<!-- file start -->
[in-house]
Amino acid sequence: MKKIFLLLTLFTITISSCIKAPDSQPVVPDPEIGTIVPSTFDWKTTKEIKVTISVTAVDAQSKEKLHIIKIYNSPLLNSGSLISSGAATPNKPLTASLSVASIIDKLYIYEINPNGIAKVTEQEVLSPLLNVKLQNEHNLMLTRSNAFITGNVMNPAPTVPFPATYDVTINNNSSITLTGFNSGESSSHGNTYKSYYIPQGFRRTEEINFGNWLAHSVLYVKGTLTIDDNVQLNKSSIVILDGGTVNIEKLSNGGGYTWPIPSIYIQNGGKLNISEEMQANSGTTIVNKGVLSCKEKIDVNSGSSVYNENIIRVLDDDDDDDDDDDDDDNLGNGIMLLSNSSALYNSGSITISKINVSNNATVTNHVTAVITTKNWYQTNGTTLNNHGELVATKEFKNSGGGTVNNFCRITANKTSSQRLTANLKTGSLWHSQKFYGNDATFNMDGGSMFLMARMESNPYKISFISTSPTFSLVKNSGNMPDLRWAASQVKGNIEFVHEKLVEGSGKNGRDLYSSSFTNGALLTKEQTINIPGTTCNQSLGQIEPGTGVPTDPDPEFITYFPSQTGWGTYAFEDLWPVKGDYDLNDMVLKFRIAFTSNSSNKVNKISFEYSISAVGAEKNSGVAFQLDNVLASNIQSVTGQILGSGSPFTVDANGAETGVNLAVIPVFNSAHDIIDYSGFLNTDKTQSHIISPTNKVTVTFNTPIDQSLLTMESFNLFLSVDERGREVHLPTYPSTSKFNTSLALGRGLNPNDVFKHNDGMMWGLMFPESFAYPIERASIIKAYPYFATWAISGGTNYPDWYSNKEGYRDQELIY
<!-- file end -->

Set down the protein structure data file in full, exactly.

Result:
[in-house]
Amino acid sequence: MKKIFLLLTLFTITISSCIKAPDSQPVVPDPEIGTIVPSTFDWKTTKEIKVTISVTAVDAQSKEKLHIIKIYNSPLLNSGSLISSGAATPNKPLTASLSVASIIDKLYIYEINPNGIAKVTEQEVLSPLLNVKLQNEHNLMLTRSNAFITGNVMNPAPTVPFPATYDVTINNNSSITLTGFNSGESSSHGNTYKSYYIPQGFRRTEEINFGNWLAHSVLYVKGTLTIDDNVQLNKSSIVILDGGTVNIEKLSNGGGYTWPIPSIYIQNGGKLNISEEMQANSGTTIVNKGVLSCKEKIDVNSGSSVYNENIIRVLDDDDDDDDDDDDDDNLGNGIMLLSNSSALYNSGSITISKINVSNNATVTNHVTAVITTKNWYQTNGTTLNNHGELVATKEFKNSGGGTVNNFCRITANKTSSQRLTANLKTGSLWHSQKFYGNDATFNMDGGSMFLMARMESNPYKISFISTSPTFSLVKNSGNMPDLRWAASQVKGNIEFVHEKLVEGSGKNGRDLYSSSFTNGALLTKEQTINIPGTTCNQSLGQIEPGTGVPTDPDPEFITYFPSQTGWGTYAFEDLWPVKGDYDLNDMVLKFRIAFTSNSSNKVNKISFEYSISAVGAEKNSGVAFQLDNVLASNIQSVTGQILGSGSPFTVDANGAETGVNLAVIPVFNSAHDIIDYSGFLNTDKTQSHIISPTNKVTVTFNTPIDQSLLTMESFNLFLSVDERGREVHLPTYPSTSKFNTSLALGRGLNPNDVFKHNDGMMWGLMFPESFAYPIERASIIKAYPYFATWAISGGTNYPDWYSNKEGYRDQELIY